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Reasons to buy a serger?

jatman | Posted in Equipment and Supplies on

I have a Bernette 80e and it does more stitches than any other sewing machine I’ve ever had before.  However, I’ve had a few problems with it with regard to sewing well doing overlock stitches on knits and sewing through layers of denim.  I’m not entirely sure the problem isn’t me since this is a relatively new machine for me. 

That being said, could someone tell me what the advantages of having a serger are if you have a machine that does a lot of stitches?

Any input I can get would be greatly appreciated!

JT

 


Edited 10/26/2006 11:26 am ET by jatman

Replies

  1. Susan -homedecsewing | | #1

    Sit down and test drive a serger at the sewing machine store. I'm an old dog who 8 years ago thought I'd never need , use or be able to thread a serger, all wrong thoughts, and after you try one you will see how fun it can be.Professional results are rewarding.

    1. jatman | | #2

      Thank you for the advice.  I think that the professional results are a real incentive.  What kind of serger do you currently have?  Are the results professional enough to warrant the cost if I've got a machine that does do a lot of different stitches?  I guess I'm unsure of just exactly what a serger is capable of and that is probably the best reason to go test drive one!  Again, thank you!

      JT

       

      1. Susan -homedecsewing | | #3

        I have several different machines, my favorite serger is my Viking. But I've had a White and a New Home and a Singer. When threading I can usually get away with tieing the top new threads to the old at the spools and pull them thru.I have a computerized machine with tons of stitches, including the overcast, but it is nothing in comparison to what a sergers results would be.A serger stitches, trims the edge and binds the edges and does it smooth and really fast. you can gather, make rolled hems, and probably lots more if you bother to read the manual,which I must admit I don't till I have a problem!Hope this answers your questions . What type of sewing do you do? I've been a seamstress of all kinds, from boat covers,awnings,leatherwork to wedding gowns and everything in between until I found my passion,which is now home dec. You can see some of my work at http://www.homedecsewing.com I'd love to hear any comments . thanks Susan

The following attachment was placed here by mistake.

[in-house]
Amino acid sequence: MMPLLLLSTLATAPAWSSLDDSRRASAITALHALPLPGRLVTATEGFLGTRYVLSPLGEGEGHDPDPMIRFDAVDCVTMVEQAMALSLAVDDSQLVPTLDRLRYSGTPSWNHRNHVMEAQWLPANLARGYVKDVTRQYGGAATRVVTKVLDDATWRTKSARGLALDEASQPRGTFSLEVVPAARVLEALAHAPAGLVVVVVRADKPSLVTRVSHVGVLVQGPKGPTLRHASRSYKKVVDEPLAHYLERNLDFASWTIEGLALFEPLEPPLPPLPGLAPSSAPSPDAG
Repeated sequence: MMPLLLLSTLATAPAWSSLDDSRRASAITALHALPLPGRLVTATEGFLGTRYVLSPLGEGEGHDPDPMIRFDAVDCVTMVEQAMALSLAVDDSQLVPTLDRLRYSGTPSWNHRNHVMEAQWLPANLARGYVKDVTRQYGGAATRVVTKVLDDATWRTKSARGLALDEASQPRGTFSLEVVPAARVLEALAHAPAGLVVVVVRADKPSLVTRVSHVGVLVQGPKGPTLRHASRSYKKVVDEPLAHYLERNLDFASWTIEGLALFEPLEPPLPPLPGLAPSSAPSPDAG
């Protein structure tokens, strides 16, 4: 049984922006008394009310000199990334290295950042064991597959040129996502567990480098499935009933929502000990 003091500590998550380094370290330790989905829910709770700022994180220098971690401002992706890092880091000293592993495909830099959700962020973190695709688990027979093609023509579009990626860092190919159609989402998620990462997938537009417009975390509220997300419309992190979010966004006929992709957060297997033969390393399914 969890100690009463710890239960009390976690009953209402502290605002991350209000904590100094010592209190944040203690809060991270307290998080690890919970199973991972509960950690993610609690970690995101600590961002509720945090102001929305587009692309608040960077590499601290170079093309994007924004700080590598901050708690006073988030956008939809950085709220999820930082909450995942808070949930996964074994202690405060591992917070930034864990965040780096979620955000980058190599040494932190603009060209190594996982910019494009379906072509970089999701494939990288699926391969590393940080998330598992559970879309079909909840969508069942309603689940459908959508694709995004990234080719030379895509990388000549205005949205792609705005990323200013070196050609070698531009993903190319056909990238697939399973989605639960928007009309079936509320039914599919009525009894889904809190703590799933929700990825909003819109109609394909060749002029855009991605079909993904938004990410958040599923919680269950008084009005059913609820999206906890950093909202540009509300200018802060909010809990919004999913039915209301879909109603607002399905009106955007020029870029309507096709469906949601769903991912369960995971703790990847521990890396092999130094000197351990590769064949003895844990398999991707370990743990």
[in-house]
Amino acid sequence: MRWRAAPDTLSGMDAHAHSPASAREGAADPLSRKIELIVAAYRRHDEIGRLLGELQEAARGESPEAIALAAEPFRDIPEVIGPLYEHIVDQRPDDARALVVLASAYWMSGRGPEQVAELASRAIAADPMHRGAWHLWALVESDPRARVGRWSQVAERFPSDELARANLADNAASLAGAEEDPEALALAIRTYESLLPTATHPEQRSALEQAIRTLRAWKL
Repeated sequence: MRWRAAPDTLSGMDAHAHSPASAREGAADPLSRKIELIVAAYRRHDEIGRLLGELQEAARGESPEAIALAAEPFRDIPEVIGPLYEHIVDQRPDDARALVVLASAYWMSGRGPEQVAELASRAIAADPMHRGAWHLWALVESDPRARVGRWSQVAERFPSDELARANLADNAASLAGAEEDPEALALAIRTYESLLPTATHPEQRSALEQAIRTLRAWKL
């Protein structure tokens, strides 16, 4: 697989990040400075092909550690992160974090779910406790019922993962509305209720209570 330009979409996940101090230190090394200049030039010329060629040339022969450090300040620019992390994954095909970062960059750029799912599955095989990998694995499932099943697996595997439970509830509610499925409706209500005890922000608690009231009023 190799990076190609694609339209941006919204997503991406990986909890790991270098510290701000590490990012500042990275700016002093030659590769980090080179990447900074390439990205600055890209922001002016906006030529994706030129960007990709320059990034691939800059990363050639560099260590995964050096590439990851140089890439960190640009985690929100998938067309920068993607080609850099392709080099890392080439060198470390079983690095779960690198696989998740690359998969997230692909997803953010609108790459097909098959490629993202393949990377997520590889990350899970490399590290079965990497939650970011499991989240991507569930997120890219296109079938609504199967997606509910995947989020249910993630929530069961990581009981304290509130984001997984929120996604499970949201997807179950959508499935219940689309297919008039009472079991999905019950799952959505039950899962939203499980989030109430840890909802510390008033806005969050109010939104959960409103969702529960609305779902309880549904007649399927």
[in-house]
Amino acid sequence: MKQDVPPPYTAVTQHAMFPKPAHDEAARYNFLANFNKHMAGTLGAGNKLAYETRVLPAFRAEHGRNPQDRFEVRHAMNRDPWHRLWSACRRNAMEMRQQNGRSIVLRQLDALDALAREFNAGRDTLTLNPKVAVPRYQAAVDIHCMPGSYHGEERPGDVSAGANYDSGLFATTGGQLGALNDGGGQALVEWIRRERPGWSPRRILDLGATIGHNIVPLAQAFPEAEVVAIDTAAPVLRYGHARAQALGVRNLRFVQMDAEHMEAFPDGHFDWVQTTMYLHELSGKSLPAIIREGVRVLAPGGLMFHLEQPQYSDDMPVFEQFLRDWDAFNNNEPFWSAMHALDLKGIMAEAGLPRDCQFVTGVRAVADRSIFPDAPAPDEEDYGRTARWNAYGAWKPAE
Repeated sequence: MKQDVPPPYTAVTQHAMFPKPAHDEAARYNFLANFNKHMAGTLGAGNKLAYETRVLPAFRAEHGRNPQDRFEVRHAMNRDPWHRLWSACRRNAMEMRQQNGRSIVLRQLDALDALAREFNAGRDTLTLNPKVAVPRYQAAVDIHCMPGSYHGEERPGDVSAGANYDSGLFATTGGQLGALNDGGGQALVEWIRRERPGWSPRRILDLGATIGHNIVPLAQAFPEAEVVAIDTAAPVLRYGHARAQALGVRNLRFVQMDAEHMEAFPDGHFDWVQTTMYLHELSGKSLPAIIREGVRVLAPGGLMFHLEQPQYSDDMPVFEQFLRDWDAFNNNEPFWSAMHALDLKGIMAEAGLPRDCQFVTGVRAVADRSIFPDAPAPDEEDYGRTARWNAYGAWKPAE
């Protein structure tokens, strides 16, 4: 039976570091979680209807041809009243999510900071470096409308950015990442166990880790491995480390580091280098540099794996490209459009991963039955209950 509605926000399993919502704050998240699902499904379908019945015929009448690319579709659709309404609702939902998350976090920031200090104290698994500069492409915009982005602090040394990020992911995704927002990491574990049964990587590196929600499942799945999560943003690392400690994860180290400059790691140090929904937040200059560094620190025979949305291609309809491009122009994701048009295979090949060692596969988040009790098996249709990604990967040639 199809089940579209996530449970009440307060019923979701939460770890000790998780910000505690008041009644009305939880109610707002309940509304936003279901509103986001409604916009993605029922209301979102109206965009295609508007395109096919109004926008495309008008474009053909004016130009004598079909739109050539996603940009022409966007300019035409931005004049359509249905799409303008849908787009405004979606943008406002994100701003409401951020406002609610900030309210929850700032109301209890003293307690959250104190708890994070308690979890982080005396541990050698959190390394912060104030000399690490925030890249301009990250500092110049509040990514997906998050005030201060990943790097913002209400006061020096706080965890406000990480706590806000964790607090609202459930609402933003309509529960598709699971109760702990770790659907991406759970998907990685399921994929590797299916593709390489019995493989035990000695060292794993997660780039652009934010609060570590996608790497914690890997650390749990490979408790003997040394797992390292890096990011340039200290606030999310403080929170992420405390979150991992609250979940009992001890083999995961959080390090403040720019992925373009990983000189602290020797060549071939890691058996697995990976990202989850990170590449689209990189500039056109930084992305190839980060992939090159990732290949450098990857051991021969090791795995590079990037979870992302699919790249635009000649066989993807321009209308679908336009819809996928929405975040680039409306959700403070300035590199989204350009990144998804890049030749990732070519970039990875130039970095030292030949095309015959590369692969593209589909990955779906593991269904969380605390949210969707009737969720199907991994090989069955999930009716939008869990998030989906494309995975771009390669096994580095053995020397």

1. jatman | | #4

          Oh Susan, you do beautiful work!  How did you learn to do such things?  My sewing is mostly clothes for myself.  I sewed (a little) as a teenager and once I grew up and started working I found it easier to just buy clothes and not make them.  My husband took an overseas assignment (Sweden) and I'm here for the next two years and not working.  I decided that sewing would be a good thing to get back into while I'm here and went and bought a Bernina 80e machine.  So far I've had fun with it but I occasionally have issues with the machine and I really think the problem is more me than the machine.  I'm not sure that I actually need a serger for what I do but I am finding that the more professional the results, the more inspired I get to not buy things but instead make them.  I get a kick out of making an item that is just as pretty on the inside as the outside, not to mention one of a kind.  Thank you for sending me your website - I enjoyed looking!

          JT